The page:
A great way to prepare is to simply write a script and prepare answers for typical questions and paths the conversation may take. Remember, this is not just about you sharing information, but also learning from those you're calling, so also spend time thinking through and drafting what questions you want to ask.

Related: 6 Ways to Take The Chill Out of Cold Calling

Lastly, know yourself and avoid sounding like a machine! When writing a script, some people thrive with fully written sentence to read and adapt, while others require only bullet points to adapt for authentic sounding talking points.

4. Listen, be nimble, and take cues.

Now you're ready to go! Remember that the key to any successful conversation – and especially when cold calling – is to be real. So don't just read a script.

Truly listen to what the other person is saying and be flexible regarding where they want to take the conversation. You'll be surprised the amazing things you'll learn and the questions you would've never thought to ask.

5. Put your results to work.

With clear goals identified at the outset, you can now evaluate all of the information garnered from your calls and develop a strategic roadmap. As you evaluate, you should try to identify any trends to develop key takeaways and an actionable plan as they related to your goals (e.g., what customers want or what talking points led to sales, etc.).

Overall, no matter what your business is, cold calling potential customers or partners is an invaluable way to develop insights and knowledge beyond data from online ads and other channels.

Related: 7 Tricks to Write an Effective Cold Email

David Chait

Entrepreneur and Problem Solver; Founder & CEO,

David Donner Chait is the co-founder and CEO of group travel tool Travefy. He previously served as senior policy advisor at the SBA and worked as a consultant at McKinsey & Company.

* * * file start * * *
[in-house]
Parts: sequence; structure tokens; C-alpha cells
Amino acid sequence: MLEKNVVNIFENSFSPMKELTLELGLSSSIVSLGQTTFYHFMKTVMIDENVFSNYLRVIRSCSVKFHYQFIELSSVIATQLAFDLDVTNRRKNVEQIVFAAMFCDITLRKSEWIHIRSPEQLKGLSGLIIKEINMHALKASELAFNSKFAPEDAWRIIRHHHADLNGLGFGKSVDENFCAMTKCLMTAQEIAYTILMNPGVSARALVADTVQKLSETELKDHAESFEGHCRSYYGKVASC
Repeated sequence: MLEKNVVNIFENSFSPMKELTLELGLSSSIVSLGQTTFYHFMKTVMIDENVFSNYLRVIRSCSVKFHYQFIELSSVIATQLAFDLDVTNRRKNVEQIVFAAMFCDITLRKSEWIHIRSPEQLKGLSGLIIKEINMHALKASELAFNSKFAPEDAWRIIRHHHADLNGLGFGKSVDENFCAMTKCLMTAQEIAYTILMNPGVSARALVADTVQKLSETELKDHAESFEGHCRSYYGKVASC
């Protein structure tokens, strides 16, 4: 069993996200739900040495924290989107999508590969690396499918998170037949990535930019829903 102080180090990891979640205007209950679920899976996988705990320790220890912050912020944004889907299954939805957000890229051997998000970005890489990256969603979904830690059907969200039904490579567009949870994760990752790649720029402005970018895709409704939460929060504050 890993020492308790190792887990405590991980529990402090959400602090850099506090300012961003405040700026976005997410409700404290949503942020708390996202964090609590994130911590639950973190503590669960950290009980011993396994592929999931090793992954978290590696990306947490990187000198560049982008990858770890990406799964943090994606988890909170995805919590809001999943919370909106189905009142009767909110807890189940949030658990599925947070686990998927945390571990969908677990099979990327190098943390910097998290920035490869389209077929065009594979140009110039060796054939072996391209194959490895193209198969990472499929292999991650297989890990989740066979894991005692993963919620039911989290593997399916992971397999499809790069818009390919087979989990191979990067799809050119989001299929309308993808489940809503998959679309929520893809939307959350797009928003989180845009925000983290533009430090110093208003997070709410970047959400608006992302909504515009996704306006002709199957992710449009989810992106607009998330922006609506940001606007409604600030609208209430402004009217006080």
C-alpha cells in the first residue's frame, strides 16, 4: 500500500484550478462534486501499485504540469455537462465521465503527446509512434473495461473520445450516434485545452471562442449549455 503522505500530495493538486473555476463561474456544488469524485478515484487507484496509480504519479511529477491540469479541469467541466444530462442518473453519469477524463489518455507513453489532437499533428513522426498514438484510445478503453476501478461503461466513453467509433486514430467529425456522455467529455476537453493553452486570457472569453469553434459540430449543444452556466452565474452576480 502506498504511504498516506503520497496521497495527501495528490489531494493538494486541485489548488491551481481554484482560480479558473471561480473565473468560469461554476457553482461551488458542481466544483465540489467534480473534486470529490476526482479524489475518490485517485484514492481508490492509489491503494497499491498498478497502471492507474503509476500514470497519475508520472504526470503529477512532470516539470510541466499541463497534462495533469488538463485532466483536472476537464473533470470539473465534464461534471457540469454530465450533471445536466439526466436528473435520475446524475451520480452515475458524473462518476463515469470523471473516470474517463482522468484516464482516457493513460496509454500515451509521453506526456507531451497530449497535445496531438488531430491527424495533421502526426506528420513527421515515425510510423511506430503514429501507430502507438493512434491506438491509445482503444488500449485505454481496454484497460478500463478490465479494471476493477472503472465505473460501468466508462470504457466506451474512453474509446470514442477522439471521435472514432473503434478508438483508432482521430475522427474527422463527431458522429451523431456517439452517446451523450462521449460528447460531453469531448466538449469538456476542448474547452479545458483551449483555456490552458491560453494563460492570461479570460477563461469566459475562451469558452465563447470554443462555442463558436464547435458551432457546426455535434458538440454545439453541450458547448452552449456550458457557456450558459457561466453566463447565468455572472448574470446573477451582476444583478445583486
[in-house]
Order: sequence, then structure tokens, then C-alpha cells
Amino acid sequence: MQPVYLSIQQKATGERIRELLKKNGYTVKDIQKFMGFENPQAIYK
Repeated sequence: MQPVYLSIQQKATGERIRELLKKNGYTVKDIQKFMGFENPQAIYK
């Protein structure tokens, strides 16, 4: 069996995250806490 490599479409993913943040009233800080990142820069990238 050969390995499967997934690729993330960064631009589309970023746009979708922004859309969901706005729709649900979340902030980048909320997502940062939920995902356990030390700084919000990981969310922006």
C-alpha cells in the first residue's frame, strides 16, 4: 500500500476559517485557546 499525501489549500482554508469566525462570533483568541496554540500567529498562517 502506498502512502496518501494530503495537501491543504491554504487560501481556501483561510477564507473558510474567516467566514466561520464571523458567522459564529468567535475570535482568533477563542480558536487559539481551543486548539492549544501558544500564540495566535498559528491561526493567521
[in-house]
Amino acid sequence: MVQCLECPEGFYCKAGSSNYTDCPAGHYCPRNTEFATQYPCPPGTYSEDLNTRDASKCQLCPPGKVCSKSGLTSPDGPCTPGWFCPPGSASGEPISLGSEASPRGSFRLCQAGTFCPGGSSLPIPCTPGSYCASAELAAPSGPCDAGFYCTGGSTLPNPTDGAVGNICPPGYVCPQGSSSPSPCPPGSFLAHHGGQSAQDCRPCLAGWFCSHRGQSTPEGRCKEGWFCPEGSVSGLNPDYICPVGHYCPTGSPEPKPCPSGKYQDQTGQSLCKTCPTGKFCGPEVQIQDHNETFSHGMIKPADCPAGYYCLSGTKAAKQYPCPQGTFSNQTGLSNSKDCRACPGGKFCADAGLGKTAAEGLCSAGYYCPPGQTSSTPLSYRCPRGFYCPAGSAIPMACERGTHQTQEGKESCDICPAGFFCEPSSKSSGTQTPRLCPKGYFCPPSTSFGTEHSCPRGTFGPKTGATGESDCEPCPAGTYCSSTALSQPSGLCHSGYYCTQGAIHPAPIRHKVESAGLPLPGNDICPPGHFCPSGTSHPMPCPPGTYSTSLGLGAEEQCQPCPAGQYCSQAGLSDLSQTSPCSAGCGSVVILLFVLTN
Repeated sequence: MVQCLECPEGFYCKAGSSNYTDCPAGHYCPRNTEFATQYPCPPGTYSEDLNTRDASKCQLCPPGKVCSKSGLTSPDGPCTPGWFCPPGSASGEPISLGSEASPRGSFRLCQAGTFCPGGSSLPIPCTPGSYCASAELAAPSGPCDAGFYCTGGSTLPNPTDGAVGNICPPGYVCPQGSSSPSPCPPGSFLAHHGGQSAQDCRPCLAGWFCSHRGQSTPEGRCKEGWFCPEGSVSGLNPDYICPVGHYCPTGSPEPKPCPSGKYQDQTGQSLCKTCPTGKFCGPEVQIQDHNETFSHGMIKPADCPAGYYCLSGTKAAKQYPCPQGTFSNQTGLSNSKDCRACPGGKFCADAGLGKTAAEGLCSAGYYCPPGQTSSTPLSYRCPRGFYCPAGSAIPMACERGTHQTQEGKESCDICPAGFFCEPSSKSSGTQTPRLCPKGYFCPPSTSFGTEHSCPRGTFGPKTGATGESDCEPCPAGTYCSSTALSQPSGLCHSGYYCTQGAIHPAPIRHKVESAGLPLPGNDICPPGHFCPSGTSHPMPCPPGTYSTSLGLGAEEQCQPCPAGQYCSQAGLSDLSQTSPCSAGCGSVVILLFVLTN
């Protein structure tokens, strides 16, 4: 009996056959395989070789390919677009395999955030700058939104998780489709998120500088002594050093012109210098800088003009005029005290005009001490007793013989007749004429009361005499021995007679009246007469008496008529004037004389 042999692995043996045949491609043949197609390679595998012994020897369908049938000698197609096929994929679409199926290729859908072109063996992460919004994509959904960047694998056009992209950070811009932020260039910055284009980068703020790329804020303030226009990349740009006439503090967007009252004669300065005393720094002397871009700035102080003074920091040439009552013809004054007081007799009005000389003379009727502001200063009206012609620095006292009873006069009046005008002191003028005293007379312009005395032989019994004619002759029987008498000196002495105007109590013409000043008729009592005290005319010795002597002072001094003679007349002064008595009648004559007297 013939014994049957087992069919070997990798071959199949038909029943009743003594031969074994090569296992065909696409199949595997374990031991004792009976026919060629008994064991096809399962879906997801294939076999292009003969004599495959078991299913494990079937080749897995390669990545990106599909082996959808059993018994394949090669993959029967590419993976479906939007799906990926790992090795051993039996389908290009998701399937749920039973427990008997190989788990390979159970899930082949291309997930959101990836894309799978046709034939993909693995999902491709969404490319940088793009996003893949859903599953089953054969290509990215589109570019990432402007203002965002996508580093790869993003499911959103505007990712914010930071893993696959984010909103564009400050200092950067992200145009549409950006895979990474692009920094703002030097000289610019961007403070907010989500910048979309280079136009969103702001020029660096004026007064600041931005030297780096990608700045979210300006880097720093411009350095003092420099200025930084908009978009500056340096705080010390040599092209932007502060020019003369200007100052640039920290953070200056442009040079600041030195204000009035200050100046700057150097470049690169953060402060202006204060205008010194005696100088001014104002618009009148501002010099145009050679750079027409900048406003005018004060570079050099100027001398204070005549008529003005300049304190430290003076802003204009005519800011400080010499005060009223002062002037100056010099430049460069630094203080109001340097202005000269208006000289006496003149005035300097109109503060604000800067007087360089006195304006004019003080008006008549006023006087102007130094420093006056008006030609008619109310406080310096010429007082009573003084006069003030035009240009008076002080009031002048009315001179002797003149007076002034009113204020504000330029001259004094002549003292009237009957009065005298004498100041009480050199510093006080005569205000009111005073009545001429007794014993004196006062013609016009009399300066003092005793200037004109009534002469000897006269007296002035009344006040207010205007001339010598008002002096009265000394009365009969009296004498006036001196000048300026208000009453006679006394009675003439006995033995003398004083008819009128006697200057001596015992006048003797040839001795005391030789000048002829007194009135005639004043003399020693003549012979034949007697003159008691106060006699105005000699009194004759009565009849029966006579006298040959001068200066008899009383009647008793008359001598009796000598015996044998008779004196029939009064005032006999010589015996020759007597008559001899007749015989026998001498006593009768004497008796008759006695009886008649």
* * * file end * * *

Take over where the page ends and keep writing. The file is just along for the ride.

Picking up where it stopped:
Want to be an Entrepreneur Leadership Network contributor? Apply now to join.

Business News

This Fan-Favorite Masters 2024 Item Is Still $1.50 as Tournament Menu Appears Unscathed by Inflation

The pimento cheese sandwich is a tradition almost as big as the tournament itself.

Business News

I Designed My Dream Home For Free With an AI Architect — Here's How It Works

The AI architect, Vitruvius, created three designs in minutes, complete with floor plans and pictures of the inside and outside of the house.

Side Hustle

This Dad Started a Side Hustle to Save for His Daughter's College Fund — Then It Earned $1 Million and Caught Apple's Attention

In 2015, Greg Kerr, now owner of Alchemy Merch, was working as musician when he noticed a lucrative opportunity.

Making a Change

Learn to Play Guitar Even if You Have No Previous Training for Just $20

Start with the beginner's crash course and learn how to play guitar in no time.

Business Ideas

63 Small Business Ideas to Start in 2024

We put together a list of the best, most profitable small business ideas for entrepreneurs to pursue in 2024.

Business News

Here's One Thing Americans Would Take a Pay Cut For — Besides Remote Work

An Empower survey found a high percentage of respondents would take a pay cut for better retirement benefits and remote work options.